New rules for credit unions governing their purchases of banks and mitigating the impact of the current expected credit loss (CECL) accounting standard are slated for action as soon as this month by the federal credit union regulator, according to the spring 2021 regulatory agenda published late last week by the agency.
According to the agenda, published by the White House Office of Management and Budget (OMB) following input by the National Credit Union Administration (NCUA), the credit union regulator is preparing to finalize (perhaps this month; the agency’s board meets next week) a final rule on “combination transactions with non-credit unions; credit union asset acquisitions” (commonly referred to as credit unions purchasing banks). The proposal was intended, according to the NCUA, to clarify and make transparent procedures and requirements used by the agency when evaluating a purchase by a credit union of a bank or other non-credit union institution.
When the NCUA made the proposal in January 2020, it noted that credit union acquisitions of banks – which, historically, have been rare occurrences – had seen a recent uptick. For example, the proposal included a chart showing 15 credit union acquisitions in 2019 (for all or part of another institution’s assets and liabilities) – but 17 already pending for 2020. Between 2013 and 2017, according to the NCUA numbers, only 20 such transactions were made.
The uptick in credit union acquisitions has raised the objection of some in the banking industry, who have called credit union acquisition of banks yet another example of how credit unions are pursuing aggressive growth opportunities while falling short of their statutory mission to serve households of small means.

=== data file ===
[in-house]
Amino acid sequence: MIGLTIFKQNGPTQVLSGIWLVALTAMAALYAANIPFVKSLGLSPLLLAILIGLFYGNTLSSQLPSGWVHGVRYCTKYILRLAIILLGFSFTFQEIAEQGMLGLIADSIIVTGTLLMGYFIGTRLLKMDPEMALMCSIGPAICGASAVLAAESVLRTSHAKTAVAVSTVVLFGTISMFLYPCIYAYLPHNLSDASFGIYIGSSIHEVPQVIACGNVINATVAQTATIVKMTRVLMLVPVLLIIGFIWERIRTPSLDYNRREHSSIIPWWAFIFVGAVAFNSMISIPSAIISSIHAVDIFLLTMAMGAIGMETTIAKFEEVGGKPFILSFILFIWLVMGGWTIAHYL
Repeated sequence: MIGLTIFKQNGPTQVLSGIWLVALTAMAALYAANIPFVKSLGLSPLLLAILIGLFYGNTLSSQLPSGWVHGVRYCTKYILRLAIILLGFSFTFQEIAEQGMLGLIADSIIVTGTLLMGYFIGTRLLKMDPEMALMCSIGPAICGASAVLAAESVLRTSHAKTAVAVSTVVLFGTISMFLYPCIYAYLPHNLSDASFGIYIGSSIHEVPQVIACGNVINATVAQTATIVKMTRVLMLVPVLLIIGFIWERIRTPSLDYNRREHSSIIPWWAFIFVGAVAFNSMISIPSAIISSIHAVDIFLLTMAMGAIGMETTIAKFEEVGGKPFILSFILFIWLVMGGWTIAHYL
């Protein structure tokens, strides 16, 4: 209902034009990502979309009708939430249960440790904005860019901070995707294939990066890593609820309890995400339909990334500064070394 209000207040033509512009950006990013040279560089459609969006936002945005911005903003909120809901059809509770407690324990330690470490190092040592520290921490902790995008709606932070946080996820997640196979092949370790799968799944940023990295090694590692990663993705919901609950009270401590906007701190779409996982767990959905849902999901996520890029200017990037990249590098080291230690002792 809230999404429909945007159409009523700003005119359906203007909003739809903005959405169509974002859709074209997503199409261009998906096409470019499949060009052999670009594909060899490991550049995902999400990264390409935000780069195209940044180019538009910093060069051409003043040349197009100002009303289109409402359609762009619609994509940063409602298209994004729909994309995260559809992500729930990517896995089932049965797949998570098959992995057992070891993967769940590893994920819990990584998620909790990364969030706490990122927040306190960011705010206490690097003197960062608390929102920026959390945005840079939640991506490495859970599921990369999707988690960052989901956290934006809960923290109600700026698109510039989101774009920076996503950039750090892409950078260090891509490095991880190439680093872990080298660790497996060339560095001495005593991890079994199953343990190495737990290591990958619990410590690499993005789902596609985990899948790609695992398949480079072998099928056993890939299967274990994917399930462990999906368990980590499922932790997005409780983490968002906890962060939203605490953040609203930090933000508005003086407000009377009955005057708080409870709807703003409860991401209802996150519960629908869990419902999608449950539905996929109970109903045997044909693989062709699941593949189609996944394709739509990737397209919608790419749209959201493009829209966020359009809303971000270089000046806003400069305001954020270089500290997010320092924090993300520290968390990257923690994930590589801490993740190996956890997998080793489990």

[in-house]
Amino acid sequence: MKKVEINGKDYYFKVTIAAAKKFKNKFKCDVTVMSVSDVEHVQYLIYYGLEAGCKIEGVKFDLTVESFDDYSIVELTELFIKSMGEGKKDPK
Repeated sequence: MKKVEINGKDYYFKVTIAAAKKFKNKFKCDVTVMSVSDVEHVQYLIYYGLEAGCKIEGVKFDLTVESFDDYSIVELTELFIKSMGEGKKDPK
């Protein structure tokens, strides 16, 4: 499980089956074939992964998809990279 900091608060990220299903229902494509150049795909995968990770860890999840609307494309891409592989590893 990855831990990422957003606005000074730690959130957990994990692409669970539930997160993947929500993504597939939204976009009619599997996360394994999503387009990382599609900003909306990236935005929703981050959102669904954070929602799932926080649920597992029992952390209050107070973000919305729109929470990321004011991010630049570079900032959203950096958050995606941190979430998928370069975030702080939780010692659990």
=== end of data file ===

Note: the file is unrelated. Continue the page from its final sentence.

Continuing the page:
Another rule that could be finalized this month, the spring agenda indicates, is one intended to mitigate the day-one effect of the CECL accounting standard on capital levels at credit unions. Under the proposal, a phase-in period of three years would be established for the day-one adverse effects on credit unions’ regulatory capital under the CECL accounting standard. However, smaller credit unions (those with $10 million or less in assets) would be exempted from having to use the standard to figure loan loss reserves.
Other rules or actions that could be considered by NCUA over the next several months, as indicated by the spring agenda, include:
- A proposed rule to integrate an NCUA equivalent (the Complex Credit Union Leverage Ratio, CCULR) to the community bank leverage ratio (CBLR) into NCUA’s capital standards, perhaps as soon as next month. The CCULR is modeled on the bank ratio adopted by federal banking agencies in 2019, which removes requirements for calculating and reporting risk-based capital ratios for most banks with less than $10 billion in assets, more than 9% in risk-based capital, and that meet certain risk-based qualifying criteria. Banks meeting the criteria can “opt-in” to use the CBLR.
- A final rule (as soon as September) updating the CAMEL exam rating system, including adding an “S” (for “sensitivity to market risk”). The proposal would allow credit union exams to include a specific look at market risk sensitivity. Tandem with this would be a modification in the review of credit union liquidity and asset/liability management, with the “L” in CAMEL (CAMEL also covers Capital, Asset quality, Management, and Earnings) modified to address liquidity risk. The proposal would bring the NCUA’s rating system up to date with a change that banking regulators incorporated decades ago and satisfy a recommendation the agency’s inspector general has been recommending for about the past five years.